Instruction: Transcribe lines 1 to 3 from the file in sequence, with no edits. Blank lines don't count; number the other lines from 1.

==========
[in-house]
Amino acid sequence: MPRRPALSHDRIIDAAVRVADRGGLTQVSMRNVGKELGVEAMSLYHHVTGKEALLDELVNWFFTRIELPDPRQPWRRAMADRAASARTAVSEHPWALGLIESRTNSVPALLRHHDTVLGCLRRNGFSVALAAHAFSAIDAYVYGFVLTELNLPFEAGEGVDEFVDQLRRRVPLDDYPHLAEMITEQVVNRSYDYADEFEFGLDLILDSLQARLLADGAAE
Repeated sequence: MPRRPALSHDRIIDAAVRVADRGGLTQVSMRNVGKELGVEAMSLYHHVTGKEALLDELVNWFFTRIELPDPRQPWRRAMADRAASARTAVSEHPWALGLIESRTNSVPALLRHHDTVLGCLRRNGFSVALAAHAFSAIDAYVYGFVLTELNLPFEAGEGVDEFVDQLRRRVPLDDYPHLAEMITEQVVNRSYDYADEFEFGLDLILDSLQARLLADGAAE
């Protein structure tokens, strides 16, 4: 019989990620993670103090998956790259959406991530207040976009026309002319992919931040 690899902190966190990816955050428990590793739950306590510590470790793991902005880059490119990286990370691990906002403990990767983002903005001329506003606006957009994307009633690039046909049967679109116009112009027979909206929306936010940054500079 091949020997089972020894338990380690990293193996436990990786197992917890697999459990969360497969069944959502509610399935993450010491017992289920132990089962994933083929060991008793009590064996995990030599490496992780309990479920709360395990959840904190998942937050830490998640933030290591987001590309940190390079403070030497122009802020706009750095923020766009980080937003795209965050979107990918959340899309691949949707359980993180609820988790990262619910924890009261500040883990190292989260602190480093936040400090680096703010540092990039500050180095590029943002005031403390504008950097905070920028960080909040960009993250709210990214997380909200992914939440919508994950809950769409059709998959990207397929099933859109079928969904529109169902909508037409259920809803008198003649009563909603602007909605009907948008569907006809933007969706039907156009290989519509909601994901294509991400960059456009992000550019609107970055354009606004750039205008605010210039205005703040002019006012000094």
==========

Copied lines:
[in-house]
Amino acid sequence: MPRRPALSHDRIIDAAVRVADRGGLTQVSMRNVGKELGVEAMSLYHHVTGKEALLDELVNWFFTRIELPDPRQPWRRAMADRAASARTAVSEHPWALGLIESRTNSVPALLRHHDTVLGCLRRNGFSVALAAHAFSAIDAYVYGFVLTELNLPFEAGEGVDEFVDQLRRRVPLDDYPHLAEMITEQVVNRSYDYADEFEFGLDLILDSLQARLLADGAAE
Repeated sequence: MPRRPALSHDRIIDAAVRVADRGGLTQVSMRNVGKELGVEAMSLYHHVTGKEALLDELVNWFFTRIELPDPRQPWRRAMADRAASARTAVSEHPWALGLIESRTNSVPALLRHHDTVLGCLRRNGFSVALAAHAFSAIDAYVYGFVLTELNLPFEAGEGVDEFVDQLRRRVPLDDYPHLAEMITEQVVNRSYDYADEFEFGLDLILDSLQARLLADGAAE